|Publication number||US7258469 B2|
|Application number||US 10/974,250|
|Publication date||Aug 21, 2007|
|Filing date||Oct 27, 2004|
|Priority date||Oct 27, 2004|
|Also published as||US20060087829, WO2006049806A1|
|Publication number||10974250, 974250, US 7258469 B2, US 7258469B2, US-B2-7258469, US7258469 B2, US7258469B2|
|Inventors||Joseph A. Manico, Ronald S. Cok|
|Original Assignee||Eastman Kodak Company|
|Export Citation||BiBTeX, EndNote, RefMan|
|Patent Citations (11), Referenced by (17), Classifications (11), Legal Events (4)|
|External Links: USPTO, USPTO Assignment, Espacenet|
This invention relates generally to area illumination and, more particularly, to flat-panel lights and controls thereof.
Electroluminescent or EL panels having a large emitting surface area are thin, light-emitting devices that may be employed for illuminating a large surface, interior or exterior area, or room. The light is produced without the high temperatures associated with incandescent and fluorescent light-emitting devices. In addition since glass envelopes used for these types of lighting systems are not required for EL lighting systems, they are far less prone to breakage from contact with foreign objects. Electroluminescent (EL) lamps are created by placing a phosphor layer between two electrodes that function electrically as a capacitor. AC voltage is applied across the electrodes and light is generated which passes through the top transparent electrode. EL lamps can be as thin as 0.008″, are flexible, and are shock resistant. Flexible electroluminescent cable, sheets, and ribbons are known and can be cut to size and can include an adhesive mounting layer.
Area illuminators are typically controlled through wall-mounted switches, either binary or variable. Such arrangements, while simple, require additional equipment remote from the area illuminator for switching. Incandescent lamp holders that control the output of the lamp when a user touches the holder body are also known. Alternatively, EL lights may be switched on and off at a power supply or inline on the power cable.
Physical properties of the human body have been used to activate touch-sensitive switches that, in turn, have been used to active and deactivate lighting systems. There are four general techniques used to enable this capability.
Temperature—The human body is generally warmer than the surrounding air. Many elevators therefore use buttons that are sensitive to the warmth of the human finger. Also, switches using infrared detectors to sense the heat of the human body are known.
Resistance—The human body, being made mostly of water, conducts electricity reasonably well. By placing two contacts very close together, a finger can close an electrical circuit when touched.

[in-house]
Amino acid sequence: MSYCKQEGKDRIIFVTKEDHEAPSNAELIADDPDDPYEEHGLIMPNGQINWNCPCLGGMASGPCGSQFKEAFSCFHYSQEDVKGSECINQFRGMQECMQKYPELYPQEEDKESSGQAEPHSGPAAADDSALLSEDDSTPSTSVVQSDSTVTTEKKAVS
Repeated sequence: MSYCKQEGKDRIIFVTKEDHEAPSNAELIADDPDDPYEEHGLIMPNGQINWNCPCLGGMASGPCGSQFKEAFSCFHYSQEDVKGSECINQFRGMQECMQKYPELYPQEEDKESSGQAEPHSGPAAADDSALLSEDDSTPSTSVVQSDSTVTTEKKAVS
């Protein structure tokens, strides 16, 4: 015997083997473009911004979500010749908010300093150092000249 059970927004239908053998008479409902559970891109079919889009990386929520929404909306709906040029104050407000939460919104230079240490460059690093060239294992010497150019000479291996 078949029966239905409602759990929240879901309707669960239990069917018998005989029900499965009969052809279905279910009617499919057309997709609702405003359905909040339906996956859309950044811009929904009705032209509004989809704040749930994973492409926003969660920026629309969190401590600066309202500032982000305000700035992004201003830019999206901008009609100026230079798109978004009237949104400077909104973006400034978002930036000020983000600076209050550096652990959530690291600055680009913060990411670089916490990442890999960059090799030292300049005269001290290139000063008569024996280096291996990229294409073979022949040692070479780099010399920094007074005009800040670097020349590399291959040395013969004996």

Radio reception—Because the human body is conductive, it can act like an antenna. Some touch-sensitive switch designs simply look for a change in radio-wave reception that occurs when the switch is touched.
Capacitance—Conventional touch-sensitive lamps almost always use a fourth property of the human body, capacitance. The lamp, when standing by itself on a table, has a certain capacitance. This means that if a circuit tried to charge the lamp with electrons, it would take a certain number to “fill it.” When the lamp is touched by a human body, the capacitance is increased. It takes more electrons to charge both the body and the lamp, and the circuit detects that difference. It is even possible to purchase plug-in boxes that work on the same principle and can turn any lamp into a touch-sensitive lamp.
Many touch-sensitive lamps have three brightness settings even though they do not use three-way bulbs. The circuit changes the brightness of the lamp by changing the “duty cycle” of the power reaching the bulb. A bulb with a normal light switch gets “full power”. Rapidly switching the bulb on and off is the basic idea used to change the brightness of the lamp—the circuit uses zero percent (off), 33 percent, 66 percent and 100 percent duty cycles to control the lamp's brightness.
It is also known to incorporate interactive devices such as touch screens with display devices rather than area illuminators to provide pointing information as with a keyboard or mouse. Displays such as LCDs can incorporate an electroluminescent backlight that is not electronically connected to the touch screen directly and are not used for “general lighting” purposes but to illuminate the LCD display.
Touch screen monitors have become more and more commonplace, as their price has steadily dropped over the past decade. There are three basic systems that are used to recognize a person's touch: resistive, capacitive, and surface acoustic wave (SAW). Infrared and inductive systems, though less popular, are also known.
The resistive system consists of a normal glass panel that is covered with a uniformly conductive and a deformable top sheet with a similarly conductive layer. These two layers are held apart by spacers, and a scratch-resistant layer is placed on top of the apparatus. An electrical potential is placed across the two layers while the monitor is operational. When a user touches the deformable top sheet, the two conductive layers make contact in that exact spot. The change in the electrical field is noted and the coordinates of the point of contact are calculated by the computer. Once the coordinates are known, a special driver translates the touch into location information, much as a computer mouse driver translates a mouse's movements into a click or a drag.
In the capacitive system, a layer that stores electrical charge is placed on the glass panel of the monitor. When a user touches the monitor with his or her finger, some of the charge is transferred to the user, so the charge on the capacitive layer decreases. This decrease is measured in circuits located at each corner of the monitor. The computer calculates, from the relative differences in charge at each corner, exactly where the touch event took place and then relays that information to the touch screen driver software. One advantage that the capacitive system has over the resistive system is that it transmits almost 90 percent of the light from the monitor, whereas the resistive system only transmits about 75 percent. This gives the capacitive system a much clearer picture than the resistive system.